"All That" Matt Murphy was back!

Fast-forward a month and it was time for my first weekend back in the ring.  I started off on a Friday night with Metro Pro Wrestling, where I participated in an 8-man elimination tag team match.  From there, I returned home (across the bridge from home, anyway) to Keokuk and Burlington, IA for two World League Wrestling shows on Saturday and Sunday.

After three matches in three days, I was wiped out.  It took me two weeks to recover from the physical toll the matches took on me.

During the Metro Pro show this month, the fans let me know I was on a meteoric rise to the top of their most-hated list.  They chanted insults, some PG rated and some that made me uncomfortable given the children in the audience (most of them were chanting the vulgarities, too), and they booed the hell out of me.

Enjoying the response from my adoring fans at Metro Pro Wrestling.

I wrestled Domino Rivera that night.  I'd spent months humiliating him while he served as my administrative assistant and he was looking to "come with the uppance" in our bout, but I pulled out the win by nailing him with Dinner With Kate Bender, which looks just like a piledriver except more awesome.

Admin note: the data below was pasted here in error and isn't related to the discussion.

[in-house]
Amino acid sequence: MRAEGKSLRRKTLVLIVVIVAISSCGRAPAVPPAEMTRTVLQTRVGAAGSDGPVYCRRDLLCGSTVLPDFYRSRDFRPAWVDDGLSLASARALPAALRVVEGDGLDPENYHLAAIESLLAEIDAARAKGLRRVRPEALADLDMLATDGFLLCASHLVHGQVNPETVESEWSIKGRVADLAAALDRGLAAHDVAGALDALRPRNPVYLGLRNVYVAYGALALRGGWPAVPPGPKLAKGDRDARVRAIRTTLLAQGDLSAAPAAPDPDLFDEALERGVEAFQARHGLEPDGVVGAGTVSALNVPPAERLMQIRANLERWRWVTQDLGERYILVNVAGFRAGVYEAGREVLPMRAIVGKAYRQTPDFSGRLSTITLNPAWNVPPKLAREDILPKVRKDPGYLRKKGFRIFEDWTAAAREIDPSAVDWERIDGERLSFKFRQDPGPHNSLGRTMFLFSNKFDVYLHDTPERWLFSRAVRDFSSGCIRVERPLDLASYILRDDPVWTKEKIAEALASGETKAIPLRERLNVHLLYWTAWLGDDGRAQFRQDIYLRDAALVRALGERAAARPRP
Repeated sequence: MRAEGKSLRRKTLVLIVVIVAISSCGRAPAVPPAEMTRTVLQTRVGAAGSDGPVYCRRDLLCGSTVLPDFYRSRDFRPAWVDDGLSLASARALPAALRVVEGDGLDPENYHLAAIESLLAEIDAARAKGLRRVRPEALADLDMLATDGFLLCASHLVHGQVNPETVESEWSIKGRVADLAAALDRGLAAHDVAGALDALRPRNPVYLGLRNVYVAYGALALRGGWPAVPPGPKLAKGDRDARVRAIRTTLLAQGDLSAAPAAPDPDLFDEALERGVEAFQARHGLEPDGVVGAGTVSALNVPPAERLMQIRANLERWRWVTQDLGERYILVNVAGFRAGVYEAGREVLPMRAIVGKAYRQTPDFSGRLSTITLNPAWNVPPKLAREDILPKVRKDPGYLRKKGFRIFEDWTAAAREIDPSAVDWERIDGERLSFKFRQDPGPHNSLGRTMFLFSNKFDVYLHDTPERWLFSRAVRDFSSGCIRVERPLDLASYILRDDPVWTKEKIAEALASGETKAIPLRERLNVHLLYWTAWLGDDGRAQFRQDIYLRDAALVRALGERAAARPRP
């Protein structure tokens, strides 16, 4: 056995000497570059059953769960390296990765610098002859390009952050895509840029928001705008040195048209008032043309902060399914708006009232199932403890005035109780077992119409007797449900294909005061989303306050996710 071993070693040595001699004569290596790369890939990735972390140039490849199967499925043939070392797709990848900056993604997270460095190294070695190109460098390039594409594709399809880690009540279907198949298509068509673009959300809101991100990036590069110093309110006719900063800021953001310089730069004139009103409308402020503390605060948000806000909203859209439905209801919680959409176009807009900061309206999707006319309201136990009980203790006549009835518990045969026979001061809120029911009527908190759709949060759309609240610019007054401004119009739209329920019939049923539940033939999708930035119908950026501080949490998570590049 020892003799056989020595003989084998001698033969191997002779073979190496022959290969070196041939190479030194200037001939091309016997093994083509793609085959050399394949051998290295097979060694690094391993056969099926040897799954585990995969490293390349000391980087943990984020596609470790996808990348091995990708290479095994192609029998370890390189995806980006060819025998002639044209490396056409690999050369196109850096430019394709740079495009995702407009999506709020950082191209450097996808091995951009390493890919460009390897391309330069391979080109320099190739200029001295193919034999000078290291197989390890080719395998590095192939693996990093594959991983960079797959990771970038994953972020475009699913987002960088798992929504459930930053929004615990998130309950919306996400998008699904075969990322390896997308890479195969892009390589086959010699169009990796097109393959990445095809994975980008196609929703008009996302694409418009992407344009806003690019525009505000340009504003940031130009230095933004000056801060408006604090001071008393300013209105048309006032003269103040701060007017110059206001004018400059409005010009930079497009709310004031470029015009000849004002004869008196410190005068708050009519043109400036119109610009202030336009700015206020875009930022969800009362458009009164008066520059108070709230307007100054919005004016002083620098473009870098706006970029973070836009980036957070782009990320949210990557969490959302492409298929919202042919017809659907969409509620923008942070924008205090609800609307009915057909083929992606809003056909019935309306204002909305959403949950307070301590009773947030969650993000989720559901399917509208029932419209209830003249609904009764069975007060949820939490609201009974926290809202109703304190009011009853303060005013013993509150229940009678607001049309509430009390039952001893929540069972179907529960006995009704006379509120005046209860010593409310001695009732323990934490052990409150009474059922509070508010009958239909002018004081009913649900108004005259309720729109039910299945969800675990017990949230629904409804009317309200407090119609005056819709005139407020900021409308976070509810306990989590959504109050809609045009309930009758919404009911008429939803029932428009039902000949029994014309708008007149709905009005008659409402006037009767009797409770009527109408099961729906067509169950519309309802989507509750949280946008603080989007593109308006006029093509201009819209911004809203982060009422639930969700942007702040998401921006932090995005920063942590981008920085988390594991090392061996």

Domino Rivera learns that Dinner With Kate Bender isn't as fun as it sounds.

On Saturday, October 22, WLW returned home to Eldon, MO for its annual Harley Race/Pro Wrestling NOAH camp show.  Headlining the show were Kevin Von Erich, William Regal, and my childhood idol, Ricky "the Dragon" Steamboat.

My friend and one of the best wrestlers I've ever been in the ring with, Ace Steel (for the few of you who don't know him, he trained C.M. Punk and Colt Cabana) returned to the ring for the first time in three years to face Regal in the main event.  It was a wrestling clinic and Ace showed that he could go toe-to-toe and hold-for-hold with the greatest technical wrestler in the world.

Three of my favorite people, Miss Natural, Lucy Mendez, and Stacey O'Brien, had an awesome three-way match for the WLW Ladies Title.  Those ladies work their asses off and I was proud to see them get such an amazing reaction from the crowd.